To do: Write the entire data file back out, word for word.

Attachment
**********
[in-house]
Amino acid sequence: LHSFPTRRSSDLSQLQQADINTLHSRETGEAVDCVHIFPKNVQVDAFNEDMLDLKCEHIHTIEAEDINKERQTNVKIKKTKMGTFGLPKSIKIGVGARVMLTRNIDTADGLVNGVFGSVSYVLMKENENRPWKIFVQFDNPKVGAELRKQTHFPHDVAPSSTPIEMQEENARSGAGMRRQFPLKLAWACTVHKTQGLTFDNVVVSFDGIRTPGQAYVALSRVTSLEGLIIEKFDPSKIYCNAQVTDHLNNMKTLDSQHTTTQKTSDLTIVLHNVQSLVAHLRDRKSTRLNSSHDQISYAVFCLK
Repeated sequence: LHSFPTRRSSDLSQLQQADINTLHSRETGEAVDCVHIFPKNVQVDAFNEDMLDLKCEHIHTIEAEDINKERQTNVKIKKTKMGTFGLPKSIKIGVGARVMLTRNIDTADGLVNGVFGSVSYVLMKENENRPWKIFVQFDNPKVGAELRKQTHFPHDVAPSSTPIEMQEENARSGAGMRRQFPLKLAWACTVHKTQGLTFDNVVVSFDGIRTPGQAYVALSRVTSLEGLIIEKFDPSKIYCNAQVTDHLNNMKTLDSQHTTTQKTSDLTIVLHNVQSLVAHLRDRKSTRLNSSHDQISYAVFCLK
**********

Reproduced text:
[in-house]
Amino acid sequence: LHSFPTRRSSDLSQLQQADINTLHSRETGEAVDCVHIFPKNVQVDAFNEDMLDLKCEHIHTIEAEDINKERQTNVKIKKTKMGTFGLPKSIKIGVGARVMLTRNIDTADGLVNGVFGSVSYVLMKENENRPWKIFVQFDNPKVGAELRKQTHFPHDVAPSSTPIEMQEENARSGAGMRRQFPLKLAWACTVHKTQGLTFDNVVVSFDGIRTPGQAYVALSRVTSLEGLIIEKFDPSKIYCNAQVTDHLNNMKTLDSQHTTTQKTSDLTIVLHNVQSLVAHLRDRKSTRLNSSHDQISYAVFCLK
Repeated sequence: LHSFPTRRSSDLSQLQQADINTLHSRETGEAVDCVHIFPKNVQVDAFNEDMLDLKCEHIHTIEAEDINKERQTNVKIKKTKMGTFGLPKSIKIGVGARVMLTRNIDTADGLVNGVFGSVSYVLMKENENRPWKIFVQFDNPKVGAELRKQTHFPHDVAPSSTPIEMQEENARSGAGMRRQFPLKLAWACTVHKTQGLTFDNVVVSFDGIRTPGQAYVALSRVTSLEGLIIEKFDPSKIYCNAQVTDHLNNMKTLDSQHTTTQKTSDLTIVLHNVQSLVAHLRDRKSTRLNSSHDQISYAVFCLK